Monday, August 27, 2007

Billy Dee Williams The General Hospital: Night Shift Interview

Interview with Kam Williams

Headline: Legendary Sex Symbol Now on Nighttime Soap Opera

William December Williams, Jr. was born on April 6, 1937 in Harlem where he was raised by his parents, William, Sr., a janitor, and Loretta, an elevator operator. Billy Dee, who exhibited considerable promise both as an artist and as an actor early in life, attended Manhattan’s prestigious Music and Art High School.
The strikingly-handsome thespian’s big break came in 1971 in the acclaimed television movie “Brian’s Song” where he played Gayle Sayers opposite James Caan. He immediately followed up that impressive performance with another as Billie Holiday’s husband in “Lady Sings the Blues” which co-starred Diana Ross. The two would appear together again years later in “Mahogany.”
Arguably, Billy Dee’s most memorable role has been as Lando Calrissian in George Lucas’ epic movies “The Empire Strikes Back” and “Return of the Jedi.” His other feature film credits include “Batman,” “Undercover Brother,” “The Ladies Man,” “Moving Target,” as well as the upcoming “Fanboys.” Plus, he’s already attached to “Barry Munday” starring Luke Wilson.
The Emmy-nominated legend’s extensive television work includes guest appearances on “Lost,” “Scrubs,” “Clubhouse,” “Half & Half,” “That ‘70s Show,” “The Hughleys,” “A Different World,” “227,” “Mission Impossible” as well as daytime series “Another World” and “The Guiding Light.” Plus, he’s enjoyed recurring roles on “Dynasty” and “Gideon’s Crossing.”
Currently, he’s returned to TV as Toussaint Dubois, a hospital worker with a haunted past, on SOAPnet’s first serialized drama for primetime “General Hospital: Night Shift” which airs Thursdays at 11PM (ET/PT). The steamy series ventures beyond what you see on the daytime program to explore the lives and loves of “General Hospital’s” favorite characters during the hospital’s night shift.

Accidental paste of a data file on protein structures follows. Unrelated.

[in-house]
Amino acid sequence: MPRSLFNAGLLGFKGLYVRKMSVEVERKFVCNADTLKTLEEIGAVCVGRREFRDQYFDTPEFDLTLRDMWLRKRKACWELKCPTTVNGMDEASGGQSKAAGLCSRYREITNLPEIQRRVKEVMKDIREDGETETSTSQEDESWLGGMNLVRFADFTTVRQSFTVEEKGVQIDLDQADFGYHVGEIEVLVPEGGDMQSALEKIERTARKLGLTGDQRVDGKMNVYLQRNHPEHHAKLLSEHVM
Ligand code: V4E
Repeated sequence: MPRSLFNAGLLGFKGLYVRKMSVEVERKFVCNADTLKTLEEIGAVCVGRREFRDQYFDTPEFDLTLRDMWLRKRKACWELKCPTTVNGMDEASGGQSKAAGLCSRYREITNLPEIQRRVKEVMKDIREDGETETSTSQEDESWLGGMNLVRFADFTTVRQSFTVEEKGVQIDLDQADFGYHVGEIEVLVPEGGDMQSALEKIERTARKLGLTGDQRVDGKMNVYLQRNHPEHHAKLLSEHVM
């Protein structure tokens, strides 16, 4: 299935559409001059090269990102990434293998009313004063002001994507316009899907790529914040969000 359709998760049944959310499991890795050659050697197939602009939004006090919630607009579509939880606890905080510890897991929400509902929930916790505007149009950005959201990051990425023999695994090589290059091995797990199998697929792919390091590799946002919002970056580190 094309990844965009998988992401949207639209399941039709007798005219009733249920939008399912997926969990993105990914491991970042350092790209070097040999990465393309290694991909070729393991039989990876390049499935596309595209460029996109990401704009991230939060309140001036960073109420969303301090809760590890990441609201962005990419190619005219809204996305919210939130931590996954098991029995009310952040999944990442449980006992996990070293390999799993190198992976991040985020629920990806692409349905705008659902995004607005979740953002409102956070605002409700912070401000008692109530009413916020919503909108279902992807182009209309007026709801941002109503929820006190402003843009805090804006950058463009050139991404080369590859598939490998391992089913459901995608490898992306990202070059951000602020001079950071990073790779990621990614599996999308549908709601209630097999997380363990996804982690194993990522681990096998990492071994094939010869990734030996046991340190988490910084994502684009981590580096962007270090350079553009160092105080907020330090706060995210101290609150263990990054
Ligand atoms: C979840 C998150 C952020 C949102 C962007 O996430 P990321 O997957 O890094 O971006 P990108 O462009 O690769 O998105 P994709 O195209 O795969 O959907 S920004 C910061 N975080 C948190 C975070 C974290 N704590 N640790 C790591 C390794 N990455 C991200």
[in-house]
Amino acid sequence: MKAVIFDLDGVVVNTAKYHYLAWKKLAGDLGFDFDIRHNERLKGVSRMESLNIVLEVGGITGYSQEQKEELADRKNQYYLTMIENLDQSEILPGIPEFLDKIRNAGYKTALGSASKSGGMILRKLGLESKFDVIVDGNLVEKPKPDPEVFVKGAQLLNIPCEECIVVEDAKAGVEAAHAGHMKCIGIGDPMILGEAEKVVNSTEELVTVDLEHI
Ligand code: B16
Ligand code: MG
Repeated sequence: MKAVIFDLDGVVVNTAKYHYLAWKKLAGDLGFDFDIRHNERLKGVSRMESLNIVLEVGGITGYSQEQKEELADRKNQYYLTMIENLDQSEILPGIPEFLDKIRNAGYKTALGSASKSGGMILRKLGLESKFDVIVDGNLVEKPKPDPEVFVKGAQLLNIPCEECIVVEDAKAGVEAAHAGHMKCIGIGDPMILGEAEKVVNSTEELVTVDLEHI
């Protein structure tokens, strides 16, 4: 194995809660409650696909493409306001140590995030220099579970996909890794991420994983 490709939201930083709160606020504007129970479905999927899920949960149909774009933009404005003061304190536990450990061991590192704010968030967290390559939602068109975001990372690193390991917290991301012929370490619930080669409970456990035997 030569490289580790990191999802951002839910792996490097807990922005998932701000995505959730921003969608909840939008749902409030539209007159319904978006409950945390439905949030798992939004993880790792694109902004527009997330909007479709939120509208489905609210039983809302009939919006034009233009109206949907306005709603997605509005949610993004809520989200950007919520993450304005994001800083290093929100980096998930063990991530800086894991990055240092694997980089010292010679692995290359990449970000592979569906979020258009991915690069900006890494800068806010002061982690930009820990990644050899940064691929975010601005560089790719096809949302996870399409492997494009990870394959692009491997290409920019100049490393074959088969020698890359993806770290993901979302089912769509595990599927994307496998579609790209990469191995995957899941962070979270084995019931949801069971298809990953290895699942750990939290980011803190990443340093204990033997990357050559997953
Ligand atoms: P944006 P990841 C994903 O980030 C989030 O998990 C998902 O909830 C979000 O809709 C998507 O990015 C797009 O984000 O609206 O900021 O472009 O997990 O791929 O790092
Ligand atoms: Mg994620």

On the show, his character shares sage insights with various members of the hospital staff as they encounter assorted pitfalls and problems, essentially suggesting that they dream big dreams, even if life has passed him by.

KW: Hey, Billy, finally we get together after just missing each other a couple of times. We were first scheduled to talk the same day you were on The View with Barabra Walters and company. How’d you like doing that show?
BDW: That wasn’t my first time on it, but I always enjoy it with those crazy ladies.
KW: And how are you enjoying General Hospital: Night Shift?
BDW: Oh, I’m having a good time with that. It’s a whole different experience and format. It’s a lot faster than anything I’ve ever done, but it’s great practice. And the characters are involved in some very interesting situations.
KW: Do you get fewer takes on a soap opera, fewer opportunities to re-do a scene?
BDW: Yeah, whenever I’m ready to do another take, they’re already off to the next set which always amuses me. That’s why I say, “It’s great practice.” After you’ve done a soap opera, you can do anything. You’ve got to get all this dialogue down, and then you have to give life to the dialogue. Plus, you get to practice your improvisational skills. I love it, and I love the people I’m working with. So, I’m having a good time.
KW: What was it like to suddenly be a heartthrob when your career took off in the Seventies?